ANCHORAGE (AP) -- Fire activity in Alaska dropped over the weekend as cooler weather aided firefighters battling blazes on the Kenai Peninsula, near Tok, and on the Tanana Flats south of Fairbanks.
But some warmer weather on the Kenai Peninsula Sunday afternoon and mechanical problems with water-hauling helicopters hurt efforts to contain a blaze near Kenai Lake that began as a prescribed burn back in mid-June.
Fire officials had expected to have that fire contained by Sunday evening, but now figure it'll be 6 p.m. Monday before it's contained, according to Susan Rutherford, a spokeswoman for the U.S. Forest Service.
''The weather got a little warmer and humidities are down somewhat,'' she said Sunday evening. ''Fortunately, winds are still relatively light.
Firefighting helicopters were grounded by mechanical problems, so water tankers were called in to help, she said. That fire has charred more than 3,000 acres, including the area officials had intended to burn to reduce fire loads. It got out of control early last week.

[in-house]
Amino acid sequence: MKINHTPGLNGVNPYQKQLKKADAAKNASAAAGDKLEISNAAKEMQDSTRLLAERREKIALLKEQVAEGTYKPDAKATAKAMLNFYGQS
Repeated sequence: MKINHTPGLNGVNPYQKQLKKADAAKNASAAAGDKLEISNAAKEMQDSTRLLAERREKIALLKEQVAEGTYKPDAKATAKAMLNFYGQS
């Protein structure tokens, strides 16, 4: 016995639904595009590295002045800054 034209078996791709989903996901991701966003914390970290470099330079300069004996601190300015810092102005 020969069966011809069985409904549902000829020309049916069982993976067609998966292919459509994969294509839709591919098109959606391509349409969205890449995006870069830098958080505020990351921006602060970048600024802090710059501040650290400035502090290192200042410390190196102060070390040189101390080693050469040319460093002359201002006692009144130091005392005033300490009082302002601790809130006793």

Not far away, more than 160 firefighters were working to contain a fire near Cooper Landing. That fire, which has burned about 1,400 acres, was started by lightning on Thursday. The blaze was only about two miles from the Sterling Highway, but caused no major traffic problems over the weekend. Authorities are fighting it aggressively because it's close to the highway and because the area has large stands of beetle-killed spruce.
Further to the north, firefighters had a blaze near Tok about 90 percent contained, according to Andy Williams of the Alaska Interagency Coordination Center. The 120-acre fire burned two homes, one a seasonal residence, and six outbuildings after starting Friday afternoon.
Firefighters were cutting back efforts on two fires on the Tanana Flats near Nenana, Williams said. The fire on Fort Wainwright has burned more than 106,000 acres in an area where fires are generally allowed to burn, and it'll probably continue until rain puts it out, Williams said.
A bit further south, the Fish Creek Fire got some light rain and most of the crews on those fires were sent down to the Kenai Peninsula. That fire has burned 83,000 acres.
Altogether, fire officials estimate wildfires have swept across more than 200,000 acres in Alaska so far this year, but that's still less than normal at this time of year, according to Williams.
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